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How the Obama Campaign Dominates the Mechanics

There is still the real possibility that Mitt Romney will win this election, but there is no doubt which candidate has the more dominant campaign infrastructure. By basically every metric the Obama campaign does significantly more than the Romney campaign across the entire spectrum. It has advertised more, reach out more and set up a big field operation.

TV Advertising – The Obama campaign and its allies have run significantly more TV ads than the Romney campaign and its allies. According to the Wesleyan Media Project, Obama has constantly held the advertising advantage since the conventions. In the month of October more pro-Obama ad were run than pro-Romney ads in 13 of the 15 most important swing state media markets. Overall 112,000 pro-Obama ads aired so far this month compared to just 97,000 ads for Romney, even though Democrats spend less money. By booking air time early and buying it directily through the campaign the Obama team has gotten more bang for their buck.

Internet advertising – The Romney campaign for some unexplainable reason basically forfeited this new frontier to Obama. According to Politico, the Obama campaign has spent roughly $47 million on online ads, while the Romney campaign has spent just $4.7 million. The internet is relatively new to politics so it is hard to judge what impact it can have on elections, but given that the TV airwaves are already saturated it seems strange that the Romney campaign has invested so little in this new way to reach voters. It is not like the campaign is strapped for cash.

Social Media – Obama holds an incredible advantage over Romney on the most popular social media sites. Obama has 31.4 million Facebook fans compared to Romney’s 10.9 million. Similarly, on Google+ Obama has nearly three times as many fans, Obama is at 2.3 million, compared to 1 million for Romney. Finally, on Twitter Obama really dominates. Obama has 21.4 million Twitter followers and Romney has only 1.6 million.

While it is not surprising that Obama dominates on youth heavy sites, it is still an advantage for the campaign They serve as some of the easiest and fastest ways for the campaign to reach supporters, make asks and try to spin news stories. Romney’s weak social media presence, which can also function as free online advertising, makes Romney’s under-investing in paid online advertising seem like an even bigger oversight.

Ground Game – Perhaps more important than anything else, the Obama campaign has built a dramatically bigger field operation than Romney. In each of the big swing states of Florida, Virgina and Ohio, the Obama team has twice as many field offices as the Romney campaign. According to the Daily Beast, across the entire country Obama has 755 campaign headquarters compared to Romney’s 283.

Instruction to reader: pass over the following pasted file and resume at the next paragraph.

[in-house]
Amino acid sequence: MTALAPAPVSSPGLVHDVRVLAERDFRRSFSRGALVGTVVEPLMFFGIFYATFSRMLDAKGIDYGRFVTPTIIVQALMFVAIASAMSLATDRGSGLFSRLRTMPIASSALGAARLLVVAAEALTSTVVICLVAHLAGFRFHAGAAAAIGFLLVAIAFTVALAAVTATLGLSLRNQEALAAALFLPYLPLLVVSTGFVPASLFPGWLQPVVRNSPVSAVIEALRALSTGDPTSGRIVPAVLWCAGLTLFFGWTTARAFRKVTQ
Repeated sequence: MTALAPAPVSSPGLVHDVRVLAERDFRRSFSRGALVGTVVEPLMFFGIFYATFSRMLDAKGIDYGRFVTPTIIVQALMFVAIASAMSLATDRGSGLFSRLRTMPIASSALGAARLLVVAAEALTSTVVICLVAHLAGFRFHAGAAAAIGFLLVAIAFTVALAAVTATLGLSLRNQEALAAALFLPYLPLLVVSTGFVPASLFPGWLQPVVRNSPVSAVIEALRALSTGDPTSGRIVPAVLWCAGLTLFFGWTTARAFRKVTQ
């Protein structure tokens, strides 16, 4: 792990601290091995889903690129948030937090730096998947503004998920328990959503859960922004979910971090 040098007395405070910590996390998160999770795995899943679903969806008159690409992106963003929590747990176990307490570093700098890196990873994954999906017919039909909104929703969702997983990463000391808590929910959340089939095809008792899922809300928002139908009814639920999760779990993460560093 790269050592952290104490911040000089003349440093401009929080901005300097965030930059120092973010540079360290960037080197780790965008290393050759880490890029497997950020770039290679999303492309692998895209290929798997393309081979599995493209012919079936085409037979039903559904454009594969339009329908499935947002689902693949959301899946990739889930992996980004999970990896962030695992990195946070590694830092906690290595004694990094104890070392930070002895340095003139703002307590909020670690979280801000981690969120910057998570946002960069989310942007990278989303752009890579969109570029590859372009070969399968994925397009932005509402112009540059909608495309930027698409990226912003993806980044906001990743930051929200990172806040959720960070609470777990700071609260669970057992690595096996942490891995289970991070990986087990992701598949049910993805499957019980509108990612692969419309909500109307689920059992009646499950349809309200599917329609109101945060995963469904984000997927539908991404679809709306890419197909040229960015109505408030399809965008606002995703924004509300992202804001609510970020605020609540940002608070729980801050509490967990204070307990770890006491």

This larger ground game is already starting to bear fruit in the early voting data. In basically every state with significant early voting the Obama team has already banked a huge share of the vote. For example in the critical swing state of Ohio the polling shows that Obama is winning roughly 60 percent of the early vote. There are not only guaranteed votes for the Obama, but it means on election day the campaign will have much small number of voter they need to focus on turning out. Come November 6th, the Obama campaign will have a bigger field operation than Romney and they will have fewer supporters they need to make sure get to the polls that day.

Just looking at the nuts and bolts that make up the mechanics of a political operation, the Obama team has the clear edge over Romney. In basically every area of potential voter outreach the Obama campaign is simply a larger presence. If the election appears like it will be tight, Obama can probably count on his more substantial operation to bring in that extra half a percent to put him over the top.

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Jon Walker

Jon Walker

Jonathan Walker grew up in New Jersey. He graduated from Wesleyan University in 2006. He is an expert on politics, health care and drug policy. He is also the author of After Legalization and Cobalt Slave, and a Futurist writer at